Aldrich CPAs + Advisors partners with Oregon Aglink in their dedication to growing Oregon agriculture through education and promotion efforts. We asked the executive director of Oregon Aglink, Mallory Phelan, to elaborate on the importance of the agriculture industry and specifically how Oregon farmers impact our country.
“Where did the onion on your sandwich come from?”
You might answer this question much like the seventh-grade students at Laurel Ridge Middle School in Sherwood: an onion starts at the farm and ends up at the store.
While true, that answer is deceivingly simple compared to the web of tasks and people that move the onion along its route. That complexity is exactly what Mark Dickman, a farmer from Mt. Angel, shared about during an Adopt a Farmer classroom activity. Students had visited Dickman Farms to learn about onion production. This class visit was all about learning the rest of the story arc: how the onion is planted, grown, harvested, transported, stored, marketed, distributed, sold, and so on before a consumer cuts it up for a sandwich.
Farmer Mark still has more questions, though. How did the onion get to the store? How did the onions get on the pallet? Why grow these onions and not some other variety? The students caught on quickly as farmer Mark diagrammed the web on the board for onions and every other item he brought to class. We can talk all day about the places that onions travel on their trip from farm to fork, but the story isn’t complete without discussing the people who drive that process. The story of the people behind our food is one forgotten by many, despite more than one in every eight full and part-time jobs in Oregon being tied to agriculture, food and fiber.
According to a report by USDA and Purdue University, there are an estimated 57,900 high-skilled job openings every year in food, agriculture, renewable natural resources, and environmental fields across the country. There is a shortage of 22,500 qualified high-skilled workers annually! What a huge opportunity for the natural resources community to inspire and engage with the next generation who will have careers in management, business, food and biomaterials production, as well as education, communication, and government – all impacting the future of Oregon’s natural resource industry.
How do we inspire and encourage the next generation to jump into a career in natural resources and become part of the food story arc? One of the best ways is to show them the variety of opportunities! Through programs like Adopt a Farmer, students learn about the numerous jobs on the farm during field trips. In the classroom, we explore not only jobs on the farm, but all of those between farm and fork, just like farmer Mark talked about. By profiling actual people working in careers on and for the farms students have visited, they discover the education required, skills needed, and how science, technology, engineering, and math (STEM) play a role in Oregon agriculture today. It is an evolving and exciting industry to be a part of!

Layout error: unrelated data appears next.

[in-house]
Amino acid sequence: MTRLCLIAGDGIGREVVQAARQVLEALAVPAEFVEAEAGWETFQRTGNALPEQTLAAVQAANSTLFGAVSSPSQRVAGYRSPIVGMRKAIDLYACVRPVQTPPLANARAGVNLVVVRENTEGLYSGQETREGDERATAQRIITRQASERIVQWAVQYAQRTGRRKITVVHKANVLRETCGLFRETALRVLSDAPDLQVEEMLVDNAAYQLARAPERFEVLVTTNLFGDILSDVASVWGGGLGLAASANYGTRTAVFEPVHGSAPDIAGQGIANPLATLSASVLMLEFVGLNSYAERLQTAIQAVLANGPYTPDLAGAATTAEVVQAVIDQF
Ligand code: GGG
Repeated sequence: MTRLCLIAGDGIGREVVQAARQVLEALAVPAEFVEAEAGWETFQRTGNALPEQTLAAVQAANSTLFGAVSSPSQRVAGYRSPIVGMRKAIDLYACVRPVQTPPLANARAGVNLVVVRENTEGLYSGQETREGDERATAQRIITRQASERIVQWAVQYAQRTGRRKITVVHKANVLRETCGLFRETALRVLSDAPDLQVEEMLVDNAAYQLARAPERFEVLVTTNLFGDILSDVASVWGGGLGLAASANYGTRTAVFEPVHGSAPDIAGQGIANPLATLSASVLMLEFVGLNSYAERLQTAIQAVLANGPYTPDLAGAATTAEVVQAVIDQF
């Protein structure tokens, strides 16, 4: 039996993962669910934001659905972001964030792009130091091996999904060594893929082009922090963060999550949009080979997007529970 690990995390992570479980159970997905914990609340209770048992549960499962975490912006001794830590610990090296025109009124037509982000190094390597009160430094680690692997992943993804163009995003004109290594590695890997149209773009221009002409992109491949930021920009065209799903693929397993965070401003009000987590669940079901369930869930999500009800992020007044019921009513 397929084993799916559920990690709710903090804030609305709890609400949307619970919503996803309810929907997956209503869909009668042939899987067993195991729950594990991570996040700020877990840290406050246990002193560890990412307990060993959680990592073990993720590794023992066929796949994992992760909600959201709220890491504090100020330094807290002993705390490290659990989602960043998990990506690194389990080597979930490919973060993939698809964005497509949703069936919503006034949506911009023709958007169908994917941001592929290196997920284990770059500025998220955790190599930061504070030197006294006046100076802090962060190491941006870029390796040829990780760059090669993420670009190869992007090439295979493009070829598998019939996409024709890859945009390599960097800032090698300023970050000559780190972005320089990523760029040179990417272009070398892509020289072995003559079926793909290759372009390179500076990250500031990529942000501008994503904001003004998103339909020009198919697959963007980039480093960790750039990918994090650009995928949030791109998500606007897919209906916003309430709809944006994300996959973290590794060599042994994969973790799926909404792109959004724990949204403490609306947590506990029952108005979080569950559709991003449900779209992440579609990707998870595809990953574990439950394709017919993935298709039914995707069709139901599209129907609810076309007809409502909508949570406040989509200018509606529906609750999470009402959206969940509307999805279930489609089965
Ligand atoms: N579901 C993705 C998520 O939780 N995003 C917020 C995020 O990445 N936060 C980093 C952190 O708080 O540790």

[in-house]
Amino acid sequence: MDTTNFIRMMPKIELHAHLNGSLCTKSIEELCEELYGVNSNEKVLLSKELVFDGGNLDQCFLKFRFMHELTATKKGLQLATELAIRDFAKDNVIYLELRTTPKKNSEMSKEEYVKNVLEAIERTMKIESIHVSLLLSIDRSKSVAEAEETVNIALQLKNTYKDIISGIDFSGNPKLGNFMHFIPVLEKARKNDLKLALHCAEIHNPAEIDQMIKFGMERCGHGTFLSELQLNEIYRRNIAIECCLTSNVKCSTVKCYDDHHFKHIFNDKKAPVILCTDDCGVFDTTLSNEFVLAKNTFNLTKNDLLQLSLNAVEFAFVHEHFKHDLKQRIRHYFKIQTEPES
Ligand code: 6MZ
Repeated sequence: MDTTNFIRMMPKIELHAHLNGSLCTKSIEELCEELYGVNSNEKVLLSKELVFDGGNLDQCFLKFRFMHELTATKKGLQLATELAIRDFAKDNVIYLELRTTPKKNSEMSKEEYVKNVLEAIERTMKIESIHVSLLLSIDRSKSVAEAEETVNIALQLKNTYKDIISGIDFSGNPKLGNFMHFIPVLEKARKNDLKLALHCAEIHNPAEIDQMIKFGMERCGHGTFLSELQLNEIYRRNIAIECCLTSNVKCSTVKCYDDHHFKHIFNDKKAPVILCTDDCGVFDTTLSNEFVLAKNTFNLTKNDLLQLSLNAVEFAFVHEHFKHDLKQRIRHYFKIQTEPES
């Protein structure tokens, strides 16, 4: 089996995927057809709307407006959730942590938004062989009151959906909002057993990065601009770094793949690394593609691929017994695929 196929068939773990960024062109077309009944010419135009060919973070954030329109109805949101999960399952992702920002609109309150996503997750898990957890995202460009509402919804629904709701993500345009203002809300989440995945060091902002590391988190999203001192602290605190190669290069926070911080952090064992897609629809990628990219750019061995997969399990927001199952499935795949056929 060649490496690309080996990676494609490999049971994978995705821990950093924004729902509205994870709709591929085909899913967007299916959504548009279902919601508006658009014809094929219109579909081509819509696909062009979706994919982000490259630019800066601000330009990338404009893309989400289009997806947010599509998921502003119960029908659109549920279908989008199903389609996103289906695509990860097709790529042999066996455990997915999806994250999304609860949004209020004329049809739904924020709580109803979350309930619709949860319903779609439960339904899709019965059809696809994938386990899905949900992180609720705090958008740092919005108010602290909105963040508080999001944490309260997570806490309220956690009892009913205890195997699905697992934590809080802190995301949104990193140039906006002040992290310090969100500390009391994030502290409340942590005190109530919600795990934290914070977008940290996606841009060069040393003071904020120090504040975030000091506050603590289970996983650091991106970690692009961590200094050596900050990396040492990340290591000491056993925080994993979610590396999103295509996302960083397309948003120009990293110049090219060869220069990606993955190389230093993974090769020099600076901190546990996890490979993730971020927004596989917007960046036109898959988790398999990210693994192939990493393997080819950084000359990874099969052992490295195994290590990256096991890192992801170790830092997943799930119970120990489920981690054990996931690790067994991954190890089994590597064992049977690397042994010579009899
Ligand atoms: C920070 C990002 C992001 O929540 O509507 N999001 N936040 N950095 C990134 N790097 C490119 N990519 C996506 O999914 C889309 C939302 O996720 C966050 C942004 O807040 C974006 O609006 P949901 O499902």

The endeavor of showcasing careers in agriculture is not one Oregon Aglink is doing alone. There has been a groundswell of focus on STEM in K-12 as well as Career and Technical Education (CTE), both of which the natural resource community can engage with and benefit from. Organizations like FFA and 4H promote leadership development through agriculture. Oregon Agriculture in the Classroom will be launching an Agriculture Career Exploration project. Even the Oregon Department of Agriculture has identified “promoting Oregon food and agriculture as an exciting career choice” as a key objective in its recently released 2018-2023 strategic plan.
Inspiring a new generation to become contributing, knowledgeable proponents of Oregon agriculture and our natural resource community is invaluable to the future of our state. The economic significance and employment opportunities of our industry are not only vital but rewarding. Recognizing the impact farmers, ranchers and fishermen have in our lives on National Ag Day and every day is important. Sharing their stories, including all of the people in between farm and fork, will help bolster the industry by welcoming a new generation into our community.
Meet the Author
Mallory is the Executive Director of Oregon Aglink. Prior to joining the organization in 2013, she spent time working in the grass straw industry and living in South America after graduating from the University of Portland with a Global Business degree with minors in Entrepreneurship and Spanish.